If this were just a one-off thing, a bit of panic under fire, then maybe Cameron might get off fairly lightly,but if you look past the press coverage and butter-would-melt-up-his-arse grovelling of the Tory press then it quickly becomes apparent that this is no mere temporary aberration but part of a consistent pattern of behaviour on Cameron’s part, one in which on any remotely contentious issue, especially one that might require him to make a commitment and demonstrate a bit of leadership and backbone, what he does is sidle up to the issue in question, make a few inconsequential and open-ended remarks and then announce that he can’t commit himself to anything at the moment and will have to go away and think about it.

That’s exactly how he’s handled the series of policy reviews he instituted on becoming Tory leader, nowhere more so than in the case of John Redwood’s spectacularly ill-timed review of business regulation and efficiency, which succeeded in recommending wholesale deregulation of the mortgage market and the repeal of most, if not all, of the Data Protection Act, right before Northern Rock and the farrago of the missing Child Benefit data disks.

On Northern Rock, itself, the Tory position shifted so many times that the press gave up bothering to ask Osborne where he stood that 15 minutes week and turned to Vince Cable as the go-to-guy whenever an non-governmental comment was required.

On Europe… Did anything actually change or is Cammie still doing the hokey-cokey over whether to ditch the Centre-Right group or not. You see, even I’d have to look it up to find out which way he’s currently procrastinating.

And what about D-Cam appearance on the stump up in Crewe and Nantwich, the one that everyone seems to have missed where he turned in Arkwright when one of the locals pulled him up on 10 tax band and asked him whether he was going to give them the money back…

‘I-I-I c-c-can’t promise that…’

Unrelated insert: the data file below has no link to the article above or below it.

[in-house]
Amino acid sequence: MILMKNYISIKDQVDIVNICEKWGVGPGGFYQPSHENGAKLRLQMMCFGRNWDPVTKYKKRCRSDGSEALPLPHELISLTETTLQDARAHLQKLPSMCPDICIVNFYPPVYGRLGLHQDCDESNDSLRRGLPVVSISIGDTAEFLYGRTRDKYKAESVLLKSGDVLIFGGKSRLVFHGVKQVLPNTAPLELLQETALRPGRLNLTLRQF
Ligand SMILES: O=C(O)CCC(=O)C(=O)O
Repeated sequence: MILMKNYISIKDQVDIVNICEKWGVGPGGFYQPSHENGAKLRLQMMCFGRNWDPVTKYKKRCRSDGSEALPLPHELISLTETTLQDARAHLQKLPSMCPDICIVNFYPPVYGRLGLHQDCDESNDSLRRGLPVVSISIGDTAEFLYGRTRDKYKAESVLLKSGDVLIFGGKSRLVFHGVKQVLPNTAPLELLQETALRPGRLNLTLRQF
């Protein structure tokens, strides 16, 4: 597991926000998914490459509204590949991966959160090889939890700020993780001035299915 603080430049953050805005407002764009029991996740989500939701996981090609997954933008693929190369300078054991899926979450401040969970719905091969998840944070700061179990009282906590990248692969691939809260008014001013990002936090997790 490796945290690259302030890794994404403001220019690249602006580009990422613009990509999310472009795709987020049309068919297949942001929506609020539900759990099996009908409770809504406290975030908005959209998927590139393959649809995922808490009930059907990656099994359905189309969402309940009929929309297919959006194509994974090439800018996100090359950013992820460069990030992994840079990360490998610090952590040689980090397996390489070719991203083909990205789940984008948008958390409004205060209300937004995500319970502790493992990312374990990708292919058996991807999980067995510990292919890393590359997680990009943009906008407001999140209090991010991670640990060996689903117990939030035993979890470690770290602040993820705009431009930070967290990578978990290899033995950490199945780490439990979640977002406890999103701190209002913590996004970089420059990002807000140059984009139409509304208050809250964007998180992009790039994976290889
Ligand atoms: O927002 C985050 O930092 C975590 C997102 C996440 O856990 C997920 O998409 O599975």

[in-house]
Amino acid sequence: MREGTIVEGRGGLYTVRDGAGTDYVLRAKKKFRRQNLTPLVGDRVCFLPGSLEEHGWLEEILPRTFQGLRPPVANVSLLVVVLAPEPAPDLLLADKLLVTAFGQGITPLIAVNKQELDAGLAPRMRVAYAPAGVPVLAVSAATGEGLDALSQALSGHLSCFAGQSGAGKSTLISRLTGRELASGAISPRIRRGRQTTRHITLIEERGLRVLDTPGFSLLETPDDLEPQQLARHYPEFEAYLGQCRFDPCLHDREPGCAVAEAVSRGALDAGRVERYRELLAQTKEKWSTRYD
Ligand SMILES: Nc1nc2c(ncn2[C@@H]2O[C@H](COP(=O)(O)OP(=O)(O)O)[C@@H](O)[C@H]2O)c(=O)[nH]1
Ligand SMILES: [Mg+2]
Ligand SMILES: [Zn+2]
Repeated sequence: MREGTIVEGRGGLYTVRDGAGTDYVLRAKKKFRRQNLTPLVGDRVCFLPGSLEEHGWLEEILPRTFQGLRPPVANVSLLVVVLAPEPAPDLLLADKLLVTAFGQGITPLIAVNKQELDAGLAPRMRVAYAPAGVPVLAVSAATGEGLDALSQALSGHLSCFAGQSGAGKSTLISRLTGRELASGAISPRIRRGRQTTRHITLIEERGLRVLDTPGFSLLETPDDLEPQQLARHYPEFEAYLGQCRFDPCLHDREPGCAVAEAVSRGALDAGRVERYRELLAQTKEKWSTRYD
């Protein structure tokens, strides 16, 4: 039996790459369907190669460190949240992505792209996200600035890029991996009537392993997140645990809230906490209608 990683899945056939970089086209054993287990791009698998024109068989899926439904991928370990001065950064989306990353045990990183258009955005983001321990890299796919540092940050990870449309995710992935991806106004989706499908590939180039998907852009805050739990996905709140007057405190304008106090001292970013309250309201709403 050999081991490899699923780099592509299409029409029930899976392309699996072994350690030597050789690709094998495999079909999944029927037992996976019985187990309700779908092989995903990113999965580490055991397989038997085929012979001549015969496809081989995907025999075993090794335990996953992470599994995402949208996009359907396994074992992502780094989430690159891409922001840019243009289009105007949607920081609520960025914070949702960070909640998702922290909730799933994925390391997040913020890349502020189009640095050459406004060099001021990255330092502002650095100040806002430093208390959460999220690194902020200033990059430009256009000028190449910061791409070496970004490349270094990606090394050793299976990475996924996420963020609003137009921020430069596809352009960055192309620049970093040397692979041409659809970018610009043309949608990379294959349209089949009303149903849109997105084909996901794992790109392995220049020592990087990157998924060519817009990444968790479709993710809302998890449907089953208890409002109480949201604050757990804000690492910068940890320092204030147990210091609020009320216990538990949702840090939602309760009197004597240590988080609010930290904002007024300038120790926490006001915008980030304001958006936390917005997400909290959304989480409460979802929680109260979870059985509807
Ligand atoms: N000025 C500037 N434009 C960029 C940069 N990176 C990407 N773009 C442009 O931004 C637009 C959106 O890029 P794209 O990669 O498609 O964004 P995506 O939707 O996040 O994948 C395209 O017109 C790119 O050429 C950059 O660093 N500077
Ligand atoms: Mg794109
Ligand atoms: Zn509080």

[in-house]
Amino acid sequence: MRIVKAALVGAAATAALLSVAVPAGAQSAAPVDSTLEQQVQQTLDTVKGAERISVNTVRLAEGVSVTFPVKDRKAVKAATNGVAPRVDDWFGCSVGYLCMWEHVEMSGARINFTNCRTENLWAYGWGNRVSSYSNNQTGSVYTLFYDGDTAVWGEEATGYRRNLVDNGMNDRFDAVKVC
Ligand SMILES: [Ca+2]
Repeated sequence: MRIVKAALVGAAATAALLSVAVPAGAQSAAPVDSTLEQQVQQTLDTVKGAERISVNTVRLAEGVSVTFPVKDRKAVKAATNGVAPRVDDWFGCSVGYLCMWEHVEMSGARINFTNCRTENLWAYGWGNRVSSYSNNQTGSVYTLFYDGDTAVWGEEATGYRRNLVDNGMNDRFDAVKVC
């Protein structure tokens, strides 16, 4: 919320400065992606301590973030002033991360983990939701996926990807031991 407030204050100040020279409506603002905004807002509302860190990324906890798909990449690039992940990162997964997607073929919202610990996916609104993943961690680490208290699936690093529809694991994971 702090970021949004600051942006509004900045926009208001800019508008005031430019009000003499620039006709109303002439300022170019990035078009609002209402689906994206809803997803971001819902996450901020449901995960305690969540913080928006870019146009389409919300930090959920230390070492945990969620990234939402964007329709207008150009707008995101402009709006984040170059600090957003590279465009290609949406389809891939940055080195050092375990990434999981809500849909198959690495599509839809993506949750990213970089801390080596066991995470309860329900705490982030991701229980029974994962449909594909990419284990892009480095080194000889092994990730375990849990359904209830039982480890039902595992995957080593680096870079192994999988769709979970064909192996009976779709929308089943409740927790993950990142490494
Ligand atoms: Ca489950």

Too right he can’t, that would mean making a commitment, a practice for which he appears to show all the sign of possessing a pathological phobia.

Forget the Tory Toff stuff up there, if the campaign organisers had half a brain they’d have got hold of that footage, which ran on the news, erected a few big screens round the area – there must be a couple that didn’t get trashed by Rangers fans – and put that bit of video footage on 24 hour rotation where voters could see just exactly what a Cameron government would mean – a forced smile, a stutter and a whole bunch of empty promises.

And, of course, if you watch Cameron giving a speech, then not only has he picked up Blair’s ‘karate-chop’ hand gestures – and Blair nicked that from Bob Monkhouse – but he’s also taken up where Blair left off in the wars against verbs, knocking out speeches full of..

… short statements,

… lots of pauses,

… nouns and adjectives

… choppy hands

… but no verbs.

Personally I think this is the product of deliberate coaching and that somewhere in the background he’s been advised to steer clear of verbs at all costs by the Salieri of spin doctors

“Well, David, it’s not a bad speech by any means but it does need a bit of work…

What’s wrong with it? Well, nothing really…

…except that are just too many verbs and we can’t have that.

No, nasty little blighters are verbs… dooo-ing words… best avoided at all costs…

What? Why? I’d have thought that was obvious, dear boy…

Verbs are all about actions… doing things… start using those all willy nilly and people we start expecting you to actually do something, and we couldn’t have that could we?

It is, perhaps, precisely because Cameron has picked up so many of Blair’s mannerisms that those of us who always looked on the Maximum Tone as a bit of Tory cuckoo in the party’s nest, find it so easy to see right through Cameron. Or maybe its just the aftershave…

Mendacity… the new fragrance for aspirant Prime Ministers by the House of Tony.

Either way, there’s two years to go to the next general election – time enough to put a few dents in D-Cam’s painstakingly polished halo before the country gets to decide whether it really fancies a five year diet of Chicken Cameron.

This, let me assure, has only just begun…

[That’s part one – in part two we’ll get around to the content of abortion debate and gib a few more MPs]

3 thoughts on “Fallout Boy #1

  1. Cameron appears to be the sort of politician who is quite happy to plumb any depths if he feels it will give him A) publicity B) Any political advantage. Amazingly the mainstream media seem not to notice or care….